I'll work on that.

But at least there's plenty of pictures to illuminate the manuscript! :)

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Grail56.jpg
 

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airhead

Sr Member
Great story! And Thanks for all of the detail - much better than just a "Here's a thing that I built" post. Your background obviously adds to the authentic feel of the finished product. I'm sure that you will find plenty of source material for future projects here at the RPF.

David
 

RobertMuldoon

Well-Known Member
RPF PREMIUM MEMBER
As an FYI for next time, the galvanised staples and paper clips can have their galv removed easily by just heating with a blowtorch. Do it outside though, as it gives off some nasty vapours. You should be able to rust them if you need to after that too. I typically heat them to red hot and quench in water.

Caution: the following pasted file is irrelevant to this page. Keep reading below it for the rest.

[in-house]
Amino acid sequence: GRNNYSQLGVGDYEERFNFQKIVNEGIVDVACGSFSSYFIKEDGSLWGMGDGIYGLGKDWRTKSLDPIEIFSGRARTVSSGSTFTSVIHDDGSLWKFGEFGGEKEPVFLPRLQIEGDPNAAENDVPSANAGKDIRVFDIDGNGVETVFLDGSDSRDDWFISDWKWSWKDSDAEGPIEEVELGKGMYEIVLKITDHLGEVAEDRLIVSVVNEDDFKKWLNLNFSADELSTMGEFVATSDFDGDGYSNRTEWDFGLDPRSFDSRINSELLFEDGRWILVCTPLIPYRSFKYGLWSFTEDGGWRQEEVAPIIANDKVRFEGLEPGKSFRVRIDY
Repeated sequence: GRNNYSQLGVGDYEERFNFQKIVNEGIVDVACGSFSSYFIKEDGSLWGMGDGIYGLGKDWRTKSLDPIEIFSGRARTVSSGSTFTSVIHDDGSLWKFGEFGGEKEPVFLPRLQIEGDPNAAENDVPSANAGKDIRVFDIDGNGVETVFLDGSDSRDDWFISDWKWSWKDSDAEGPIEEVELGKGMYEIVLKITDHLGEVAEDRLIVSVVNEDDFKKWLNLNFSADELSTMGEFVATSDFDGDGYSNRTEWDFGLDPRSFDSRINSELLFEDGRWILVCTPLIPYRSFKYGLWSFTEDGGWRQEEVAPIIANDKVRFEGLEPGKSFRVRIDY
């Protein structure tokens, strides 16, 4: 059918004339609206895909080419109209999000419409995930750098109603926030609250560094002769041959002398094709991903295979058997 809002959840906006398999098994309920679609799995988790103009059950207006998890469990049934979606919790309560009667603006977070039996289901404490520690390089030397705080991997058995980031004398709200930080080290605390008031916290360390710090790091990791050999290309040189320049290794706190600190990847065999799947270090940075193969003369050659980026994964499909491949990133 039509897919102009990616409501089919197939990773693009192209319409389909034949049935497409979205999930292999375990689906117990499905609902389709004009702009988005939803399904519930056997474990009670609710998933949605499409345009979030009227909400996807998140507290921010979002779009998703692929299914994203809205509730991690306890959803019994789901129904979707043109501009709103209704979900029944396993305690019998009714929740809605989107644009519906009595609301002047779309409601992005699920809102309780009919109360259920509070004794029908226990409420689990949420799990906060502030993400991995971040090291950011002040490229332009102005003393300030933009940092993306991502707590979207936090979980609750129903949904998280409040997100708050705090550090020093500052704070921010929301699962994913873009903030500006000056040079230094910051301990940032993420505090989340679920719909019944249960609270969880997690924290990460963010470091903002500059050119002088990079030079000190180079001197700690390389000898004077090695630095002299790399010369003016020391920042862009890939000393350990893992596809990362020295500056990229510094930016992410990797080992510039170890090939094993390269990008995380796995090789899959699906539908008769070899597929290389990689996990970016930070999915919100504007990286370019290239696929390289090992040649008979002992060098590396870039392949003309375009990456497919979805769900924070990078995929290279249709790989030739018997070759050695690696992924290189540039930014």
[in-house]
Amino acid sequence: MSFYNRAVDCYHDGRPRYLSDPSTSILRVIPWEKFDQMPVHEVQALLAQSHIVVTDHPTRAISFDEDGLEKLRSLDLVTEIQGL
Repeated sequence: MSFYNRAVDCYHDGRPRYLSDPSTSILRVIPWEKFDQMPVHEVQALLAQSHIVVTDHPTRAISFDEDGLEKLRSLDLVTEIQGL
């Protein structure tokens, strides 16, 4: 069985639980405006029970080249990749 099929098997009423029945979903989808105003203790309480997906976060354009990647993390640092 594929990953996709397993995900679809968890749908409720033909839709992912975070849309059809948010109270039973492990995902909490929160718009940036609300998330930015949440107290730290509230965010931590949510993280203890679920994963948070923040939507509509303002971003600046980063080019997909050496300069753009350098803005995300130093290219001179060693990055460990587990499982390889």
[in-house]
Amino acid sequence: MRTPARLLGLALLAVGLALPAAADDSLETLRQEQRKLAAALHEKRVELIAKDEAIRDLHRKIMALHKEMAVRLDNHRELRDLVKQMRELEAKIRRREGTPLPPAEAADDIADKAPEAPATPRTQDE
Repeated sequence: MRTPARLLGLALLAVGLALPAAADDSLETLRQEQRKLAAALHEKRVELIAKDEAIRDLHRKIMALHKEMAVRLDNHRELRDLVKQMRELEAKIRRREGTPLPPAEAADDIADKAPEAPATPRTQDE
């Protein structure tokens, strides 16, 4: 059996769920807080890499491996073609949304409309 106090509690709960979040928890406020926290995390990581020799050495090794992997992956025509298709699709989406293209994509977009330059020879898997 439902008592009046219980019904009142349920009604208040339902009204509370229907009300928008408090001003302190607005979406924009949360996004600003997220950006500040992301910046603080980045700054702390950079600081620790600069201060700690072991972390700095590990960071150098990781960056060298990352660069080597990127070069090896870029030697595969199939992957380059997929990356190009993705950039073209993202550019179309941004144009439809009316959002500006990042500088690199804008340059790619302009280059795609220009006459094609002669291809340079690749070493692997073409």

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Daeothar

New Member
Thanks for the reactions so far; much appreciated :)

As an FYI for next time, the galvanised staples and paper clips can have their galv removed easily by just heating with a blowtorch. Do it outside though, as it gives off some nasty vapours. You should be able to rust them if you need to after that too. I typically heat them to red hot and quench in water.

And thank you for the info; that's certainly something to remember for the next time I'll be aging stuff! :thumbsup
 

g0rb

Active Member
I love all the little details you thought of, this is a beautiful gift. I know I would have been stoked to get it!
 

PlanetAlexander

Active Member
Can I get in on this friendship...?
Truly amazing build with a great story of dedication (that I'm sure we can all learn from!). I grew up being a massive Indiana Jones nerd, so I really appreciate the work put into this.
 

ecl

Sr Member
Wonderful work and presentation! I really like that you focused on the overall presentation and not just the prop itself. I think the box itself looks spectacular, and the entire piece feels more like a relic than a prop. The way the lid folds under to form a kind of display for the Grail is very smart. That’s the right way to approach these projects! thanks for sharing.
 

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Chimera59

New Member
Really interessant post! And great presentation idea!!